We no longer live in a bipolar world with two superpowers and are slowly entering a multi-polar world. As I mentioned earlier, there is resurgence of Russia, India and China. The US under Trump shows some unpredictability but right now it is nonetheless the sole superpower. I do not think NAM’s current leadership is up to handling the challenges of this multi-polar world. NAM was initiated by some visionary leaders but they are now all gone. The current NAM leaders do not have that kind of international personality. For NAM to be significant, it has to have an economic component as well. Also, if you look at multilateral institutions like United Nations, WTO, and NAM, they are facing a problem today because everybody is now talking about ‘my country first’. The United Nations is having a serious fund-crunch. There are reports that it may not be able to pay its staff. If the UN is so neglected, does NAM stand a chance?
One concept that is closely linked to NAM is Panchasheel. After his return from NAM summit, our Foreign Minister said Panchsheel principles like peaceful coexistence and sovereignty are still relevant for Nepal.
Panchasheel was actually mooted between India and China for their peaceful coexistence. I have a slightly different take on it. Indo-Nepal relations go back to the time of Ram and Sita, and much before Panchsheel was even thought of. So how can we have India-Nepal relation based on Panchsheel? Second, our constitution says that our foreign policy is based on the UN charter and Panchsheel, and so we apparently have to abide by it. But we have to look at the practical side of things as well. Our relations with both India and China date back to pre-historic times. Now, we are trying to build connectivity through railway, roads and optical fibers. There is now a direct flight between Kathmandu and Beijing. Foreign policy parameters are also changing. We should not get bogged down with old concepts like NAM.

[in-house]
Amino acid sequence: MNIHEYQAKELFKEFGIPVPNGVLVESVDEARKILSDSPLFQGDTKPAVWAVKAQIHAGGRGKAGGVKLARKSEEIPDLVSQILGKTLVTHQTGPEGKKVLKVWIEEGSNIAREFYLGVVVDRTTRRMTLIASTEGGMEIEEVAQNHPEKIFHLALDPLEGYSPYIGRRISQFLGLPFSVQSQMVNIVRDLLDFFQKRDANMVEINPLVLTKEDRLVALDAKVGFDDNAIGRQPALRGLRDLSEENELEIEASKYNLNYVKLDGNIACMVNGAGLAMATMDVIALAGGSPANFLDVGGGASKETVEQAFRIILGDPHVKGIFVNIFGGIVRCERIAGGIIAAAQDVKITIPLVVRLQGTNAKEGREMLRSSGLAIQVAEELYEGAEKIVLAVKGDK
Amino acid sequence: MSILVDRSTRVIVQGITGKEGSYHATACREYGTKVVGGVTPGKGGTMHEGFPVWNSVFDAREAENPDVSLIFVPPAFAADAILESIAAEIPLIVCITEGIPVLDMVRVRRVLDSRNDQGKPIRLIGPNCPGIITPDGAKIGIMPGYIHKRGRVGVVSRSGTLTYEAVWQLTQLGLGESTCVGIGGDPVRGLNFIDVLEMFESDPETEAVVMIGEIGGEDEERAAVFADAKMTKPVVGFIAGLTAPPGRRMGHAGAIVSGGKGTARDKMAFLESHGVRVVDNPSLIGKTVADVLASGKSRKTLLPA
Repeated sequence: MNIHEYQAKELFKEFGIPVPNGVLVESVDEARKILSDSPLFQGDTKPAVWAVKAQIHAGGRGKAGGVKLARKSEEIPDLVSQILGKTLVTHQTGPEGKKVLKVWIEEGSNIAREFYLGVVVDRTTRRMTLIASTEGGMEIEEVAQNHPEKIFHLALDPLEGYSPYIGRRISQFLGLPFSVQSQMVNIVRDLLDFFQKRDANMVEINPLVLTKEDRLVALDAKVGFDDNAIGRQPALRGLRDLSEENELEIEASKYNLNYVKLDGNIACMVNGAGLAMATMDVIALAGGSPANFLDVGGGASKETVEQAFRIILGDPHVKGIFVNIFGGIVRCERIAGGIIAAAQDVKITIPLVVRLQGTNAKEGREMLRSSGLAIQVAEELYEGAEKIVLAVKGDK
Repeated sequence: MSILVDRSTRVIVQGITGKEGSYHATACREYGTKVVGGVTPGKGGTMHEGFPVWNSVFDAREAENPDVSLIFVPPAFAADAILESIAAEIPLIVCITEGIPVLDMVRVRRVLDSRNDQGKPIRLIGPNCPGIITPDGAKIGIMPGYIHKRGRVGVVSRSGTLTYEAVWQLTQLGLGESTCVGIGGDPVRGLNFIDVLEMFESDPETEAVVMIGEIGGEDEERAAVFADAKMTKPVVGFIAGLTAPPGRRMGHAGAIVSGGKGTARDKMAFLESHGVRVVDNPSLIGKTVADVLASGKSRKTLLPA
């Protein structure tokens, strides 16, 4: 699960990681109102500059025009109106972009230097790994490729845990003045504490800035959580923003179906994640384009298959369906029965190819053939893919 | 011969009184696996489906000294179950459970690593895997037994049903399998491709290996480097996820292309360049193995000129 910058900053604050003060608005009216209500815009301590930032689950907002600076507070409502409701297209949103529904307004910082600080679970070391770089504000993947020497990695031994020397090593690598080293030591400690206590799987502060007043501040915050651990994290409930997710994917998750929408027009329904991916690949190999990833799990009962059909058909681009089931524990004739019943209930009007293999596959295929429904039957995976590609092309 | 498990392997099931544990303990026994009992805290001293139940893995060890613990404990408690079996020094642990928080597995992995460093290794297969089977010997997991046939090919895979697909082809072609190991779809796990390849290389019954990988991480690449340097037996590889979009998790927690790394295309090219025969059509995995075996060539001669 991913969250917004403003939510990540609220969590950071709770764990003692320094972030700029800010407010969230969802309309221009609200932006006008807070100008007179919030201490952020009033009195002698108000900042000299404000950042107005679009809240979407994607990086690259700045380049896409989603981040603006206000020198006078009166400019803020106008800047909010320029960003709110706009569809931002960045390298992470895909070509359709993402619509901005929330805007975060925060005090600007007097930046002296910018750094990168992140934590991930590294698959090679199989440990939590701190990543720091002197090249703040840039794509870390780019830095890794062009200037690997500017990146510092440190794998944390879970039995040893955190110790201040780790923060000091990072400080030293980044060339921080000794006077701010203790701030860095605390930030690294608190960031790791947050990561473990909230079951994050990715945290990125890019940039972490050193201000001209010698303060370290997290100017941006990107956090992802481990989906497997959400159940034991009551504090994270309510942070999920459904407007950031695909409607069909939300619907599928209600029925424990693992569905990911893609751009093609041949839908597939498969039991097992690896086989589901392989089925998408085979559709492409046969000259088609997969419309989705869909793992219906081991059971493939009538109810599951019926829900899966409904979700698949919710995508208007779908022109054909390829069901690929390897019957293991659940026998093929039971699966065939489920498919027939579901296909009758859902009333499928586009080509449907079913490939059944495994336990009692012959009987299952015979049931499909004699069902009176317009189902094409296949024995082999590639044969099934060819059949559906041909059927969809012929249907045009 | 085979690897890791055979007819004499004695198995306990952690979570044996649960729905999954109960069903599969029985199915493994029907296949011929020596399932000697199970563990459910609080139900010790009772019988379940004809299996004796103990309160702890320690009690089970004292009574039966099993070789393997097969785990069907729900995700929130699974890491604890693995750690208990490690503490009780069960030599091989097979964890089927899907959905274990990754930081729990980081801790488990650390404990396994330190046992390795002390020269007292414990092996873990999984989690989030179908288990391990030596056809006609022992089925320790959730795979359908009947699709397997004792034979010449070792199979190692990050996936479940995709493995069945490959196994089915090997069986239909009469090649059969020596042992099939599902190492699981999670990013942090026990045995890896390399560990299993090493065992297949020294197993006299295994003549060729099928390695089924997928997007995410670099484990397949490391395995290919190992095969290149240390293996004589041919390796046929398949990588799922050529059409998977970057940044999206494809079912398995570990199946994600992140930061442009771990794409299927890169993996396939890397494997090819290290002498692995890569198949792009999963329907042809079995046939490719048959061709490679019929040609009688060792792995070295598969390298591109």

But NAM is also a platform for Nepal to assert its sovereignty. Our prime minister for instance got prominent space in Baku.
Yes, we have to be active in these multilateral organizations but let us make sure we also have correct representations there. Our diplomats are also highly qualified, not only to project our international image but also to ensure that our economic needs are met.
Who is setting Nepal’s foreign policy priorities right now?
It is the prime minister. It is a top-heavy structure. All vital positions are occupied by Nepal Communist Party. Do NCP leaders have expertise in every field, from economics to literature, from academicians to foreign policy, virtually everything? This is where the problem lies. It looks like NCP does not need expertise from outside.
In the end, how to you evaluate the foreign policy of Oli government in its 20 months in office?
There are both plus points and minus points. The plus points are: the visit by Chinese President Xi Jinping which took place after a long hiatus, the government pushing hard for better connectivity with both the neighbors, Nepal being heard and taken seriously by foreign partners because we have become more active, and the visit by Foreign Minister Pradeep Gyawali to Washington.
On the minus side, the core issues remain. Nepali flights are still banned in European countries. Even though Visit Nepal Year is approaching we have not been able to solve this issue. Our foreign missions remain inactive and there is no clear ToR of some embassies. Regarding Indo-Nepal relation, why has the EPG report not been submitted to the two prime ministers? Why couldn’t we have provided for submitting the final report to the two foreign ministers instead? Some of these core issues remain unsettled.